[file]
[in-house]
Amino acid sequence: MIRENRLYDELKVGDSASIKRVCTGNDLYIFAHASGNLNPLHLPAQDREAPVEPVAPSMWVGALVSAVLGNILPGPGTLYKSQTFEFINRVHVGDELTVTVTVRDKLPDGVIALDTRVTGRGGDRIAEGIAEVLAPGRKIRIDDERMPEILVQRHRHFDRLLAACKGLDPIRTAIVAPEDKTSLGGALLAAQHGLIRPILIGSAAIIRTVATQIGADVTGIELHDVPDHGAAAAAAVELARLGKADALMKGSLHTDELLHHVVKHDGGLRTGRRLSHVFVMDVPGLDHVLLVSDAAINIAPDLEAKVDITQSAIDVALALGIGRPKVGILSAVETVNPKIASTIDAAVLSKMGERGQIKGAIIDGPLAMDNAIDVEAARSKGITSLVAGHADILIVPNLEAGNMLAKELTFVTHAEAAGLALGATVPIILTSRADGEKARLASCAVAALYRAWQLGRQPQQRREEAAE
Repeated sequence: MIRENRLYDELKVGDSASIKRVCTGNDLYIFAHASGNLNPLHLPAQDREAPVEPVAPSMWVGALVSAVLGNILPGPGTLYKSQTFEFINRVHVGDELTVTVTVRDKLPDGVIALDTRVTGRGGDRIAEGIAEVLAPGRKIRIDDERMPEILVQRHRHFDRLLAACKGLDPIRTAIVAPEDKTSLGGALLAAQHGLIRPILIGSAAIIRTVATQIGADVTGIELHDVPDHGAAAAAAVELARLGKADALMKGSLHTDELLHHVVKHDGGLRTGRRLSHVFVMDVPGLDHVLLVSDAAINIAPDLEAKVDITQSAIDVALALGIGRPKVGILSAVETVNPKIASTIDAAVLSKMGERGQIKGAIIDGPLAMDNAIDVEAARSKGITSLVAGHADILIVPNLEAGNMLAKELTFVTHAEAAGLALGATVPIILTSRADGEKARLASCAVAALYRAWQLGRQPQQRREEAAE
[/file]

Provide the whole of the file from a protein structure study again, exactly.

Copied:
[in-house]
Amino acid sequence: MIRENRLYDELKVGDSASIKRVCTGNDLYIFAHASGNLNPLHLPAQDREAPVEPVAPSMWVGALVSAVLGNILPGPGTLYKSQTFEFINRVHVGDELTVTVTVRDKLPDGVIALDTRVTGRGGDRIAEGIAEVLAPGRKIRIDDERMPEILVQRHRHFDRLLAACKGLDPIRTAIVAPEDKTSLGGALLAAQHGLIRPILIGSAAIIRTVATQIGADVTGIELHDVPDHGAAAAAAVELARLGKADALMKGSLHTDELLHHVVKHDGGLRTGRRLSHVFVMDVPGLDHVLLVSDAAINIAPDLEAKVDITQSAIDVALALGIGRPKVGILSAVETVNPKIASTIDAAVLSKMGERGQIKGAIIDGPLAMDNAIDVEAARSKGITSLVAGHADILIVPNLEAGNMLAKELTFVTHAEAAGLALGATVPIILTSRADGEKARLASCAVAALYRAWQLGRQPQQRREEAAE
Repeated sequence: MIRENRLYDELKVGDSASIKRVCTGNDLYIFAHASGNLNPLHLPAQDREAPVEPVAPSMWVGALVSAVLGNILPGPGTLYKSQTFEFINRVHVGDELTVTVTVRDKLPDGVIALDTRVTGRGGDRIAEGIAEVLAPGRKIRIDDERMPEILVQRHRHFDRLLAACKGLDPIRTAIVAPEDKTSLGGALLAAQHGLIRPILIGSAAIIRTVATQIGADVTGIELHDVPDHGAAAAAAVELARLGKADALMKGSLHTDELLHHVVKHDGGLRTGRRLSHVFVMDVPGLDHVLLVSDAAINIAPDLEAKVDITQSAIDVALALGIGRPKVGILSAVETVNPKIASTIDAAVLSKMGERGQIKGAIIDGPLAMDNAIDVEAARSKGITSLVAGHADILIVPNLEAGNMLAKELTFVTHAEAAGLALGATVPIILTSRADGEKARLASCAVAALYRAWQLGRQPQQRREEAAE